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Discussion Starter · #1 ·
Hello;

New-ish owner of 4595TS. Grew up in farm/deer-hunting country with rimfires and shotguns - this is my first center-fire rifle, but I am familiar with shooting/sights, etc.

Have put several hundred rounds through carbine at this point, mostly just to break it in - haven't been too concerned with zeroing until today.

Shooting from bench-rest, my groupings were fairly good, but consistently low and quite left. If I aimed at the right edge of the target, I could consistently center the shots.

Since I was only 4-5" low, I raised the back sight several clicks and this seemed to work, rather than dropping the front sight, which seemed like it would be more difficult to do incrementally and testing/repeat.

While adjusting windage, however, I kept moving the back sight right (and still grouping left) until my rear sight is completely pegged on the right side (the last vertical marker on the right), and still several inches left of center on target.

The range I was at today only had 25-yard lanes open (I would have liked to have zeroed at 15 if possible), so I was having some trouble tracking all the shots.

My question - is there a better way to make macro adjustments to traverse (using front sight maybe - thought it was allen-screwed in at center); or is it fairly common to have this rifle's sights pinned that far off center?

Any advice appreciated. Thanks.
 

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Hello;

New-ish owner of 4595TS. Grew up in farm/deer-hunting country with rimfires and shotguns - this is my first center-fire rifle, but I am familiar with shooting/sights, etc.

Have put several hundred rounds through carbine at this point, mostly just to break it in - haven't been too concerned with zeroing until today.

Shooting from bench-rest, my groupings were fairly good, but consistently low and quite left. If I aimed at the right edge of the target, I could consistently center the shots.

Since I was only 4-5" low, I raised the back sight several clicks and this seemed to work, rather than dropping the front sight, which seemed like it would be more difficult to do incrementally and testing/repeat.

While adjusting windage, however, I kept moving the back sight right (and still grouping left) until my rear sight is completely pegged on the right side (the last vertical marker on the right), and still several inches left of center on target.

The range I was at today only had 25-yard lanes open (I would have liked to have zeroed at 15 if possible), so I was having some trouble tracking all the shots.

My question - is there a better way to make macro adjustments to traverse (using front sight maybe - thought it was allen-screwed in at center); or is it fairly common to have this rifle's sights pinned that far off center?

Any advice appreciated. Thanks.
Your front sight post is canted. Common problem with these carbines. They can get knocked out of place a dozen different ways.

Make a witness mark between the barrel and FSP body, loosen up the set screws and rotate the FSP to the left. It won't take much. A degree or so. Just enough to offset the witness mark.

While you're there you can make the gross adjustment for elevation as well.

Edit: You were correct in your idea that the front sight is for gross adjustments, not fine tuning.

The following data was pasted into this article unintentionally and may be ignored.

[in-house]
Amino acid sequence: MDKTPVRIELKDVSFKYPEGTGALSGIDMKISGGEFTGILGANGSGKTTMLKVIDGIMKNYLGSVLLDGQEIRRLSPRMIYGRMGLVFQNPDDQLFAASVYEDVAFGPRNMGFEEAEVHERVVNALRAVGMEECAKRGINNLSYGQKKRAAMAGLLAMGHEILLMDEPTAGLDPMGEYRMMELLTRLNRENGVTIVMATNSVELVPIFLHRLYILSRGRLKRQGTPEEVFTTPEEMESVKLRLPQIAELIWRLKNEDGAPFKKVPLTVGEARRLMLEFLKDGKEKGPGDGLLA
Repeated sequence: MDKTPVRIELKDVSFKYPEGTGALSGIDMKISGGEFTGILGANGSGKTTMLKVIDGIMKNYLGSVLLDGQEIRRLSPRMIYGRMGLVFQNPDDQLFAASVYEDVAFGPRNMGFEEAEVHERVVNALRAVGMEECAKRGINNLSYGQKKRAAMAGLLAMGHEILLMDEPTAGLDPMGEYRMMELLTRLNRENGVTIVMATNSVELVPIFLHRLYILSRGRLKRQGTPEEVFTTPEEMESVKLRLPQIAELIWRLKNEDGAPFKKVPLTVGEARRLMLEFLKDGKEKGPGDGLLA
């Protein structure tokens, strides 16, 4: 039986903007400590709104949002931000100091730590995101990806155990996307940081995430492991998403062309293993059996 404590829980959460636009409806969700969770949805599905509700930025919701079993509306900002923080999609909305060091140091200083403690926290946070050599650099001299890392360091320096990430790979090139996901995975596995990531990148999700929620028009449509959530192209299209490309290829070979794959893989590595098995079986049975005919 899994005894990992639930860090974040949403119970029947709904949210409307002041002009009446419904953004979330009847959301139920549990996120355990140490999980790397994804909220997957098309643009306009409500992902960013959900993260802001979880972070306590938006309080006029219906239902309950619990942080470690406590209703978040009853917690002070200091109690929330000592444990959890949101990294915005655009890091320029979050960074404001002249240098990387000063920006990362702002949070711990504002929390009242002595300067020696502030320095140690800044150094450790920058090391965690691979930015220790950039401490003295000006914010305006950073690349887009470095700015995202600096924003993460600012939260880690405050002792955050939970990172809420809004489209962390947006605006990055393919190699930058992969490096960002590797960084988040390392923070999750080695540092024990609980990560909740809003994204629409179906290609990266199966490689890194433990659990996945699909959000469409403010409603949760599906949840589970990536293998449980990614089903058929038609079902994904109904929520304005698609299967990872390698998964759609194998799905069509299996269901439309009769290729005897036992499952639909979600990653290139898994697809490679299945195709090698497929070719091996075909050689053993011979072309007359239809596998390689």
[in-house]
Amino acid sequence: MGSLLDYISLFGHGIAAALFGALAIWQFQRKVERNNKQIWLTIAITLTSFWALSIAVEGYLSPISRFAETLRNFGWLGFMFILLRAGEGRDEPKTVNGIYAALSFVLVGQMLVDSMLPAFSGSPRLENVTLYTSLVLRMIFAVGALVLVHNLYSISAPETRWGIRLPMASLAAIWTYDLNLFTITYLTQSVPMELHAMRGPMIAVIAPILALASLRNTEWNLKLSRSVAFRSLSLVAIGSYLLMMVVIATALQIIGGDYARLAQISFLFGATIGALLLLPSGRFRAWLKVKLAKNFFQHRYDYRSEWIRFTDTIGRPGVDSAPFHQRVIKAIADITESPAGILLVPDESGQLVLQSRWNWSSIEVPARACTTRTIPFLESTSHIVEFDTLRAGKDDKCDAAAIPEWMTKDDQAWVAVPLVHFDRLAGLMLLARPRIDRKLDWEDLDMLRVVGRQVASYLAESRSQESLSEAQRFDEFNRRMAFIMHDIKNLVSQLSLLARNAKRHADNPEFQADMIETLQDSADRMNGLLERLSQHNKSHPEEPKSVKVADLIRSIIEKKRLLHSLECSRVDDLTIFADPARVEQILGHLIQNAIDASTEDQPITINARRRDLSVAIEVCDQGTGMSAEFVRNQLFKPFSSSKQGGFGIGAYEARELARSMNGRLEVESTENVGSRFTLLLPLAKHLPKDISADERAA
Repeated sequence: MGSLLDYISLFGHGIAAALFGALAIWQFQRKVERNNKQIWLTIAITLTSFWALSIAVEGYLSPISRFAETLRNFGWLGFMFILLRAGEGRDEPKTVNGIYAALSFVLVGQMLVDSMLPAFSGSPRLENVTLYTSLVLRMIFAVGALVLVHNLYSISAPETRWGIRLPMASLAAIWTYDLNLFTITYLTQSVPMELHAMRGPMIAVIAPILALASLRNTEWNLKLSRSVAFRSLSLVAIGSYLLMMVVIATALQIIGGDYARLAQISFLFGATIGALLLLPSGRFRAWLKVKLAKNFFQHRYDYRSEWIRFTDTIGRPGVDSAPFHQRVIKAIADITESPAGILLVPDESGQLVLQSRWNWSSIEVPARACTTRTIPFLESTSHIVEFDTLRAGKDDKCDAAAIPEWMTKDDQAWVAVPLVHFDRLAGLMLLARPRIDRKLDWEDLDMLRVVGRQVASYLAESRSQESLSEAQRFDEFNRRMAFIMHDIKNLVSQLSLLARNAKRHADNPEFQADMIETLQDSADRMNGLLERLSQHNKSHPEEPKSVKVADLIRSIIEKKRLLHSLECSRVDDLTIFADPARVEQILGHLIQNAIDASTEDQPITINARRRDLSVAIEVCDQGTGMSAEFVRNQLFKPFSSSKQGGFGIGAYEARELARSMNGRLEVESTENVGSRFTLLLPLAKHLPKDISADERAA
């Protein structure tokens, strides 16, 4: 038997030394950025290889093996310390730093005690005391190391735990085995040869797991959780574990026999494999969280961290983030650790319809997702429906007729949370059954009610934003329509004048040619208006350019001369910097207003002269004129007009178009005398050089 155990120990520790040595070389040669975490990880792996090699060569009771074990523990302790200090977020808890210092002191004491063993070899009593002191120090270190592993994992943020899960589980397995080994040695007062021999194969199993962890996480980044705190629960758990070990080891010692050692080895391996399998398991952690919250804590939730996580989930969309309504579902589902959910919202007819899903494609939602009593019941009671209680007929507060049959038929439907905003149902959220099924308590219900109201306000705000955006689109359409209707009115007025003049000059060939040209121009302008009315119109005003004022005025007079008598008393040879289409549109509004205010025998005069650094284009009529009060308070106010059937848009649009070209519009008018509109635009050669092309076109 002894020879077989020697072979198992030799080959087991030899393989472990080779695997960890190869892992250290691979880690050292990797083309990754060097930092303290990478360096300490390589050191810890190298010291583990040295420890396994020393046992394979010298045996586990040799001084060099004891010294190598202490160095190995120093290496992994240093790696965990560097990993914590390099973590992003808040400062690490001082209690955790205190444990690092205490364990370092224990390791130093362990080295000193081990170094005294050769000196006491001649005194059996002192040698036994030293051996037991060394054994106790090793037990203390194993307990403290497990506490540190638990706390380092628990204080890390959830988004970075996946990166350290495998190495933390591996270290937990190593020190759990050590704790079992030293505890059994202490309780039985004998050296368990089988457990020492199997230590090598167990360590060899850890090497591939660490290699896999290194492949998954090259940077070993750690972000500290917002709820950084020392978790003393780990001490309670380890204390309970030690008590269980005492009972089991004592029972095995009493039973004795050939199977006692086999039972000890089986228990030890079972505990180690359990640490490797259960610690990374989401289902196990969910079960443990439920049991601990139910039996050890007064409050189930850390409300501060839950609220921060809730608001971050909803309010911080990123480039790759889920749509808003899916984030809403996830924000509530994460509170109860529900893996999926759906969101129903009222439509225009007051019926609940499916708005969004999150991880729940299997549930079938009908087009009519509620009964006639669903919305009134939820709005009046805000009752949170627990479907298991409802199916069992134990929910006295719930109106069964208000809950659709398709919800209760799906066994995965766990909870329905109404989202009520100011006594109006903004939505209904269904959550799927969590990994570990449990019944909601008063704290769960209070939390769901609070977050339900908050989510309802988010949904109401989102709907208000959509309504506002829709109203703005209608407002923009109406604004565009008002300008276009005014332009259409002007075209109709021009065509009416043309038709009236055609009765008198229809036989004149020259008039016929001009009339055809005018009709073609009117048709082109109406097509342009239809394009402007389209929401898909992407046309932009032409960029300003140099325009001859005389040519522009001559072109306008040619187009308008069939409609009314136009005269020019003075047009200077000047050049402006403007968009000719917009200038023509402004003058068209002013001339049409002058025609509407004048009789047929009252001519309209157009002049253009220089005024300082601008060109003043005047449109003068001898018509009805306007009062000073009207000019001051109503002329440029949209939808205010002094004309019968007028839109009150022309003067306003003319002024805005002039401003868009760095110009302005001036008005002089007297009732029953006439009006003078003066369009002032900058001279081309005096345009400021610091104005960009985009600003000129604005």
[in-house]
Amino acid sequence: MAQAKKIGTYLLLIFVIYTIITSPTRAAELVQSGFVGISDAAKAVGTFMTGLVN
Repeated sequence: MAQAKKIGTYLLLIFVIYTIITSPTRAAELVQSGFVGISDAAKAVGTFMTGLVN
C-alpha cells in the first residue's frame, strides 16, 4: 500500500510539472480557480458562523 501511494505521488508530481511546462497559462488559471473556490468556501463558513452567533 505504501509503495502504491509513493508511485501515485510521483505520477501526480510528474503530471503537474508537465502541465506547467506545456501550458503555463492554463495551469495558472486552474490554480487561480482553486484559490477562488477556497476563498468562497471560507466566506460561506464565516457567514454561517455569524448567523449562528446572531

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Hello;
Have put several hundred rounds through carbine at this point, mostly just to break it in - haven't been too concerned with zeroing until today.
Wow, hundreds of rounds, did you hit anything? I mean that sounds like a lot of ammo w/o a good zero. I try to get some 'practice' out of a low round count, usually. Ammo ain't CHEAP!! :eek:

Welcome to HPFF!
 

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Discussion Starter · #4 ·
Your front sight post is canted. Common problem with these carbines. They can get knocked out of place a dozen different ways.

Make a witness mark between the barrel and FSP body, loosen up the set screws and rotate the FSP to the left. It won't take much. A degree or so. Just enough to offset the witness mark.

While you're there you can make the gross adjustment for elevation as well.

Edit: You were correct in your idea that the front sight is for gross adjustments, not fine tuning.
Thank you for the response.

Will attempt and update thread with result for anyone else having issue in future.

Regards
 

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Thank you for the response.

Will attempt and update thread with result for anyone else having issue in future.

Regards
I had to do the same with mine. I keep threatening to find the illustrated walk through I posted back in 2013, but that's a whole lot of digging to find it...
 

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Discussion Starter · #6 ·
Wow, hundreds of rounds, did you hit anything? I mean that sounds like a lot of ammo w/o a good zero. I try to get some 'practice' out of a low round count, usually. Ammo ain't CHEAP!! :eek:

Welcome to HPFF!
Haha. Yes, I've been blowing up cans and whatnot - just plinking. Was able to adjust fairly well for windage - as I mentioned, groupings were good. I had picked up an extra 5 mags from various sources - wanted to make sure they all fed properly, etc. Also, the charging handle is occasionally a bit stiff when locked back - takes a real yank to get it going again - wanted to see if that loosened up a bit after some recoil.

As far as ammo - yes, that's a kick in the shorts. I had no other .45's (although I am thinking along those lines for a pistol), so I had to pick up about 10 boxes of 230-grain. Around here, it seems the best I can do is about 0.55 per round. Ouch. Don't know if that is typical (internet says "yes") historically, but it's a far cry from the .22 cals of my youth...

Regards...
 
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